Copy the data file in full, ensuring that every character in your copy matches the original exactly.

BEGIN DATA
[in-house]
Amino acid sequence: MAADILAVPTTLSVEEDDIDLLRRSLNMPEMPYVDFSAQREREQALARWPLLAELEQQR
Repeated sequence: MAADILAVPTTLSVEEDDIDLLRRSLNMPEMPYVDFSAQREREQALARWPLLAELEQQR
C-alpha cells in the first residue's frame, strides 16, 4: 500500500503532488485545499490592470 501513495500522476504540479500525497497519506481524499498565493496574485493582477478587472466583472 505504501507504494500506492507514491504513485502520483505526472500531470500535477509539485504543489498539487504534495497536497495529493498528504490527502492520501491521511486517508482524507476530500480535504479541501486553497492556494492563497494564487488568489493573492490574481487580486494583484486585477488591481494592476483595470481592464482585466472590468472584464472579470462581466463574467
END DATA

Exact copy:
[in-house]
Amino acid sequence: MAADILAVPTTLSVEEDDIDLLRRSLNMPEMPYVDFSAQREREQALARWPLLAELEQQR
Repeated sequence: MAADILAVPTTLSVEEDDIDLLRRSLNMPEMPYVDFSAQREREQALARWPLLAELEQQR
C-alpha cells in the first residue's frame, strides 16, 4: 500500500503532488485545499490592470 501513495500522476504540479500525497497519506481524499498565493496574485493582477478587472466583472 505504501507504494500506492507514491504513485502520483505526472500531470500535477509539485504543489498539487504534495497536497495529493498528504490527502492520501491521511486517508482524507476530500480535504479541501486553497492556494492563497494564487488568489493573492490574481487580486494583484486585477488591481494592476483595470481592464482585466472590468472584464472579470462581466463574467